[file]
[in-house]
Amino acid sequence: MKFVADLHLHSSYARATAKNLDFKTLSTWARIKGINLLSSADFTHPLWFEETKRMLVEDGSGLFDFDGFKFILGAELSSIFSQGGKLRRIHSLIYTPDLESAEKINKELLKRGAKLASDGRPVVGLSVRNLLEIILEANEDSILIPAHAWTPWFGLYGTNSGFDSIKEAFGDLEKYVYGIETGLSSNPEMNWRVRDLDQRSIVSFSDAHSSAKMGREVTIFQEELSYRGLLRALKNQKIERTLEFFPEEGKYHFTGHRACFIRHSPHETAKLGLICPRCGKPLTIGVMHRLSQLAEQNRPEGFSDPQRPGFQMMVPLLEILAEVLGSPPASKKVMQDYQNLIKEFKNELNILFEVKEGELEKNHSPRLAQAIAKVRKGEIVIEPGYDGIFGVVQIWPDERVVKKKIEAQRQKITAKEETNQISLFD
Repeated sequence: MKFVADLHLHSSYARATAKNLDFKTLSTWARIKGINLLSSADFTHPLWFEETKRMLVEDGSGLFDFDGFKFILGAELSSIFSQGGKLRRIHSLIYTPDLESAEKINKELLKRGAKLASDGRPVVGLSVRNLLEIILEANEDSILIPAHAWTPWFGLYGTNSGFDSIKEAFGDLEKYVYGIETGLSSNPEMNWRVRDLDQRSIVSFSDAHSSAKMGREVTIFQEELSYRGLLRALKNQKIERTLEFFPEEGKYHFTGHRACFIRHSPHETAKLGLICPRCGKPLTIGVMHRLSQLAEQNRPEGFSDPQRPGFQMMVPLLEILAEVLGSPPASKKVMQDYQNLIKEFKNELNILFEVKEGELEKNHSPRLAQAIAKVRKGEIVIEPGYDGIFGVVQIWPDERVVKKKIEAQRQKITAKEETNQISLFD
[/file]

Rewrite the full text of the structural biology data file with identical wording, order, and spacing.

[in-house]
Amino acid sequence: MKFVADLHLHSSYARATAKNLDFKTLSTWARIKGINLLSSADFTHPLWFEETKRMLVEDGSGLFDFDGFKFILGAELSSIFSQGGKLRRIHSLIYTPDLESAEKINKELLKRGAKLASDGRPVVGLSVRNLLEIILEANEDSILIPAHAWTPWFGLYGTNSGFDSIKEAFGDLEKYVYGIETGLSSNPEMNWRVRDLDQRSIVSFSDAHSSAKMGREVTIFQEELSYRGLLRALKNQKIERTLEFFPEEGKYHFTGHRACFIRHSPHETAKLGLICPRCGKPLTIGVMHRLSQLAEQNRPEGFSDPQRPGFQMMVPLLEILAEVLGSPPASKKVMQDYQNLIKEFKNELNILFEVKEGELEKNHSPRLAQAIAKVRKGEIVIEPGYDGIFGVVQIWPDERVVKKKIEAQRQKITAKEETNQISLFD
Repeated sequence: MKFVADLHLHSSYARATAKNLDFKTLSTWARIKGINLLSSADFTHPLWFEETKRMLVEDGSGLFDFDGFKFILGAELSSIFSQGGKLRRIHSLIYTPDLESAEKINKELLKRGAKLASDGRPVVGLSVRNLLEIILEANEDSILIPAHAWTPWFGLYGTNSGFDSIKEAFGDLEKYVYGIETGLSSNPEMNWRVRDLDQRSIVSFSDAHSSAKMGREVTIFQEELSYRGLLRALKNQKIERTLEFFPEEGKYHFTGHRACFIRHSPHETAKLGLICPRCGKPLTIGVMHRLSQLAEQNRPEGFSDPQRPGFQMMVPLLEILAEVLGSPPASKKVMQDYQNLIKEFKNELNILFEVKEGELEKNHSPRLAQAIAKVRKGEIVIEPGYDGIFGVVQIWPDERVVKKKIEAQRQKITAKEETNQISLFD